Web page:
If Children Were Startups
If children were startups, and you wanted to start one, the first thing you’d need to do is find a cofounder. It is difficult to start one alone:
After you’ve settled on a cofounder and hashed out a plan together, the next step is to start working on the minimum viable product:
Surprisingly, you finish this phase of the work quickly. The simple part of the work is done, but the journey has just begun.
Within three days, you get seed funding:
Wow! I bet you didn’t think it would happen so quickly.
Your VC’s have given you nine months to launch a product. The work is slow. It feels like nothing is happening for days on end. The woman is doing most of the work and the man is left wondering what he can even do to contribute. The VC’s talk about axing the man but it’s agreed upon that he can make a solid long-term contribution to the product.
You research everything and anything to make a successful product. You play Mozart around the womb in the hope of creating a smarter baby. You eat healthy and avoid alcohol. One cofounder feels sick constantly. Nine tedious months go by, when suddenly, BOOM!
Your product is ready for launch. It garners a huge amount of interest as it hits the market, and you decide to hold a post-launch series-A investment round:
The series-A investments get you through the next few months. The excitement and energy is high. Everything is great. It’s the 1990’s and nothing could go wrong.
Except the baby is always crying, and waking you up in the middle of the night, and six months into it you’re sleepless and exhausted. And then comes the teething, and then comes the crawling, and then comes the climbing.
And then comes the walking, and then comes the talking. ‘The market will love all these new features’ you think to yourself.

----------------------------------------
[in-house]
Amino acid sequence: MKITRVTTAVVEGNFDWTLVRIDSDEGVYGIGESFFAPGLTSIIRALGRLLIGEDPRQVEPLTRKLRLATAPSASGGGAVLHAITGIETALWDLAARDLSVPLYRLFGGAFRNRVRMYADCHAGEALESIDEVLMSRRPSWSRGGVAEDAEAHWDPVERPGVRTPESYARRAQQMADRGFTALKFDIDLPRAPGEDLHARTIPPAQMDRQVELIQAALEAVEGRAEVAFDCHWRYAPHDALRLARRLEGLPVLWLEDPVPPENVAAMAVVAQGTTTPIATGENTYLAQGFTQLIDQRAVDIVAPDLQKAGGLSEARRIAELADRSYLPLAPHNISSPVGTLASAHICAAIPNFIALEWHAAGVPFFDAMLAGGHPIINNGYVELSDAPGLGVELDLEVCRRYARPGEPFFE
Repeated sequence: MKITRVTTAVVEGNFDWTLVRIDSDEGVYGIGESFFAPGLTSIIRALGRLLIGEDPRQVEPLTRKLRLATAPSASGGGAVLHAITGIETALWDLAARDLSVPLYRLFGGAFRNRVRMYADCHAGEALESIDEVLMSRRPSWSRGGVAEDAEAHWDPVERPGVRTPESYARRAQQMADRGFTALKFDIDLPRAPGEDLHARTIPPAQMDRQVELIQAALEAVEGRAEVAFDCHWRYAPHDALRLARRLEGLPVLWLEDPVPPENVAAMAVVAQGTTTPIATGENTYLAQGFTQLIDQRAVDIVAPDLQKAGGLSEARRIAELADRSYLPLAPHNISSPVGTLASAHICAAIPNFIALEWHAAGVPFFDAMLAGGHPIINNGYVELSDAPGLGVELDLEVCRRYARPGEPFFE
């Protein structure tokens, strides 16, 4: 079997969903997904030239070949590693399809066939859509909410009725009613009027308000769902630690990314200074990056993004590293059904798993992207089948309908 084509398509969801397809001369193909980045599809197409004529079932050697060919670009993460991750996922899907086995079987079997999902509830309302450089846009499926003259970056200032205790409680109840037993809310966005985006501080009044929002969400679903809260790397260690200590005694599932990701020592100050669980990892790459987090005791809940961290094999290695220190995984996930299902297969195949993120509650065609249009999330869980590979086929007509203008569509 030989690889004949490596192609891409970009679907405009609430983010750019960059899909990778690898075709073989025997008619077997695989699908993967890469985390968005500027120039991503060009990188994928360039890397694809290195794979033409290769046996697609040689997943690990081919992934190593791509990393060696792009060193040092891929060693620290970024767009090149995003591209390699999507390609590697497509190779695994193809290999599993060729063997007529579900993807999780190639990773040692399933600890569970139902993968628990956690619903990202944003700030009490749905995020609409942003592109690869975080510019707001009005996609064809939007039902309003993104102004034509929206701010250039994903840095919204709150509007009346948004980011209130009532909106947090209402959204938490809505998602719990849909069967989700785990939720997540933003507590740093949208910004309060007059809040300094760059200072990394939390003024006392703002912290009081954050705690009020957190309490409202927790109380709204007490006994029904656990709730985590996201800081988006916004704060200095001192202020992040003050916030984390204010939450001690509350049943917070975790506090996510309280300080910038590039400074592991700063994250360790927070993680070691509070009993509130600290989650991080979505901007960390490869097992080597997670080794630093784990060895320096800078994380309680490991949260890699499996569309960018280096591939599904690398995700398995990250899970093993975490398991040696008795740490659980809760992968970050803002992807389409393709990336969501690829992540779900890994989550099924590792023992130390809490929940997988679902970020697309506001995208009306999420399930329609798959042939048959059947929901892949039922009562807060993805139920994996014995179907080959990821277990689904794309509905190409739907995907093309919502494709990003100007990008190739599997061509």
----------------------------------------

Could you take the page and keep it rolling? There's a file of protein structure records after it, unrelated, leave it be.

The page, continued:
Your product is three, and you marvel at all it wonders at in the world. You ponder why so few adults retain this wonder and ability to take joy from the most simple facets of life, from a ball to a bug. And then the product falls, scrapes its knee, cries ferociously, and you remember that pleasures that come easily, go easily too.
Your co-founder and you decide to skip installing pre-school in your product as you see it as an unnecessary expenditure. It’s been five years since launch, and society as a whole is very impressed in how your product has developed. Your community decides to run a series-B investment round, investing in a thirteen-year education for your product, along with providing a few dozen teachers and coaches over this time to act as product mentors.
You’re excited and conflicted. There are so many prospects for your product ahead, but you’re also taken aback by how quickly it has grown. You reflect briefly on how quickly time has passed, and send your product off with some encouraging words to its first day of its thirteen-year research and development initiative.
Six more years go by. Your product is reading, writing, painting and creating. At this point, you see so much in your product, and surprisingly, others see different things. Different potentials, different possibilities, and these are also good. You push your product to expand into these other areas where it might be a good fit. It’s been eleven years since launch and the progress is beautiful.
Another six years go by, and the product-mentors have begun to advise that your product begin looking at additional four-year R&D programs. You visit the best ones, figure out which ones would be best to attend, and pay to be evaluated by each program for eligibility in further R&D. In great anticipation months go by, and the series-A investors are all remarking on how big the product is now and asking where it will go next. Thankfully, they have given your startup autonomy in that decision, and their early investment will have little influence.
Finally you get a response from an R&D facility that sees huge potential in your product. They offer an enormously discounted rate in the hope that your product’s benefit to society from this education outweighs the costs: meet your series-C investors.
Holding back tears, you ship your product off for four more years of development. Its growth is incredible. You and your cofounder are proud of the job you did and are confident your product will do well in the markets after all the development.
Four years fly by. You almost can’t believe how far your product has come, and can hardly recognize the product from four years ago. The process has been incredible and hellish; for both your cofounder and you, but ultimately worth it.
The startup is ready to go public, and your excitement is bristling. Twenty-two years of solid work have led to this. And so you ship the product off into the world, proud of what you’ve done, and with as much love as you could have for a child.